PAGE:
|Top Religion Stories of 2008 and What's Ahead in 2009
By Tim Townsend
December 27, 2008
In the last "Keep the Faith" column of 2008, let's look back to the top 10 religion stories of the last year, and forward to some religion stories that might make 2009's year-end list.
Each year, religion reporters at the nation's newspapers (including this one) vote on the top 10 religion stories of the year. The list is compiled and then published each December by the Religion Newswriters Association. Here's this year's list in descending order:
10. Violence continues in Iraq as Sunnis and Shiites attack one another and Christians are also targeted.
9. The crumbling economy and subsequent drop in contributions force many faith-based organizations to cut back on expenses, at the same time as the need for social services increases.
8. China cracks down on Buddhists seeking Tibetan independence in a prelude to producing a peaceful Olympics games; demonstrations mar some of the torch passages.
7. Terrorism believed motivated at least in part by religious fervor results in the deaths of almost 200 people in a three-day siege in Mumbai, India; one of the major targets is a Jewish center, where an American rabbi and his wife are killed.
6. U.S. conservatives alienated from the Episcopal Church say they will ask Anglican Communion leaders for permission to create the Anglican Church in North America, allowing dioceses unhappy in the Episcopal Church to operate under the authority of a North American bishop instead of Anglican bishops in Africa and Latin America.
5. In his first U.S. visit, Pope Benedict XVI brings a message of hope during stops in Washington and New York. During the trip, he meets with victims of clergy sexual abuse.
4. The California Supreme Court rules gay marriage is legal, but voters in November approve a constitutional amendment overturning the decision.
3. Alaska Gov. Sarah Palin's nomination as the Republican vice presidential candidate leads many evangelicals who had planned to sit out the election to support the GOP ticket.
2. Democrats, especially presidential candidate Sen. Barack Obama, make a conscious effort to woo faith-based voters. Obama participates in a faith-based debate with GOP presidential candidate Sen. John McCain moderated by California megachurch pastor the Rev. Rick Warren.
1. Controversial sermons delivered in recent years by the Rev. Jeremiah Wright surface, resulting in pressure on Obama, who eventually withdraws his membership in his church.
Had the poll been taken later, Obama's choice of Warren for his inauguration invocation next month and the anger the choice has provoked in the gay community might also have made the list.
So what about next year? With a new administration coming to power in Washington, 2009 should be another exciting year on the national and international religion fronts. But a lot will also be going on locally.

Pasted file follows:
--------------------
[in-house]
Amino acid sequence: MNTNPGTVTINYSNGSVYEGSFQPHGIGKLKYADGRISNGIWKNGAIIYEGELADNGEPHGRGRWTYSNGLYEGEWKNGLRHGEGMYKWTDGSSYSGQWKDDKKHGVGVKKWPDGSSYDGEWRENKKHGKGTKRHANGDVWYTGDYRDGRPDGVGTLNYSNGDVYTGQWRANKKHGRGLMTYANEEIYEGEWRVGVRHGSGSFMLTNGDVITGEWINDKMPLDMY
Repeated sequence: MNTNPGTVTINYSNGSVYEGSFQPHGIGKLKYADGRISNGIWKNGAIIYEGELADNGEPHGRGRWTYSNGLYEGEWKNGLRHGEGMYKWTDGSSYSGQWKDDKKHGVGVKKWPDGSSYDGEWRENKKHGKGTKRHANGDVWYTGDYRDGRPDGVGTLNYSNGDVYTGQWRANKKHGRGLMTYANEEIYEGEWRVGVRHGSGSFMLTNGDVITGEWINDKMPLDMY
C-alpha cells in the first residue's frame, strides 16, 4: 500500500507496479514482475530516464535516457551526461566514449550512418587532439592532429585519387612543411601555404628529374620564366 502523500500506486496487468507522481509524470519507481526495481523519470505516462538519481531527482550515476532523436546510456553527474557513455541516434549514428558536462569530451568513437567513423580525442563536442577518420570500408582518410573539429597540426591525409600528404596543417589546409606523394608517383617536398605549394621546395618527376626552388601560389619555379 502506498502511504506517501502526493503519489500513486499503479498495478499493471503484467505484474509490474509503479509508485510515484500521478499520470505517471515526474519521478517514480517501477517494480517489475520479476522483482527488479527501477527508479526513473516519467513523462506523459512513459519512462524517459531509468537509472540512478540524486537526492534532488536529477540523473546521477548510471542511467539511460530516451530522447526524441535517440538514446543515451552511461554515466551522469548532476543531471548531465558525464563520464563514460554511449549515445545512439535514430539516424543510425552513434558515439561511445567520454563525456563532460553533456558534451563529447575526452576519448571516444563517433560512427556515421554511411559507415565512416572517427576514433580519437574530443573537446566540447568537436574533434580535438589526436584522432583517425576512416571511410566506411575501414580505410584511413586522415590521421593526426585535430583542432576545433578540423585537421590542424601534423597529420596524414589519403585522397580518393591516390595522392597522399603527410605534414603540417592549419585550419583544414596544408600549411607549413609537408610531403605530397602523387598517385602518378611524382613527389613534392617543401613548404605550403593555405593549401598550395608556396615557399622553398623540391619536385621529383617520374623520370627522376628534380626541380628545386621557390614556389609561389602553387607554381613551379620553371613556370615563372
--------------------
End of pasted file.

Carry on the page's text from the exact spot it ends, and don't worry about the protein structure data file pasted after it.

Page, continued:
The big question for St. Louis Catholics — who will be the new archbishop? — was not answered by Pope Benedict in 2008 but is expected soon.
St. Stanislaus Kostka, the Polish church just north of downtown, will remain in the news in 2009. The church's current board is in a court battle with the Archdiocese of St. Louis, and a trial date should be set the next time both sides meet with St. Louis Circuit Judge Bryan Hettenbach in late January or early February. St. Stanislaus lawyers deposed former St. Louis Archbishop Raymond Burke in Wisconsin earlier this month. The Rev. Marek Bozek, who was hired as St. Stanislaus pastor in 2005 and has since been declared excommunicated, may hear soon from Pope Benedict that he has been laicized, or defrocked.
In early February, a search committee for the Missouri Baptist Convention is expected to announce its choice to lead the 600,000-member state arm of the Southern Baptist Convention, the largest Protestant denomination in the U.S., with about 16 million members. By the time a new executive director is named, it will have been nearly two years since the MBC's board fired its last director, the Rev. David Clippard.
Ellen Futterman, a former Post-Dispatch reporter, editor and critic, will take over as the new editor of the Jewish Light in 2009. According to the Light, Futterman was hired after a nationwide search. "Quite frankly, the best candidate was in our own backyard," Milton Movitz, president of the Light's board of trustees, told the paper.
Once again, 2008 — an election year — was a tough one for American Muslims who felt their faith was consistently equated with terrorism by conservatives eager to scare Americans into voting for candidates critical of "Islamic extremism." Interfaith Partnership/Faith Beyond Walls will partner with members of the St. Louis Muslim community and focus some of its educational resources on teaching non-Muslims about Islam in 2009.
And we hope you'll continue to participate in our religion coverage in 2009. Visit our blog — Civil Religion at stltoday.com/civilreligion — where members of the St. Louis religious community post their thoughts and elicit your comments. We'll be expanding the number of official Civil Religion bloggers in the next year.
Another great way to participate in our religion coverage is to submit your religion-focused photos on our website at stltoday.com/religion (scroll down to "submit your photos"), and we'll pick one each week to feature in the religion section of each Saturday's Post-Dispatch.
Happy New Year!
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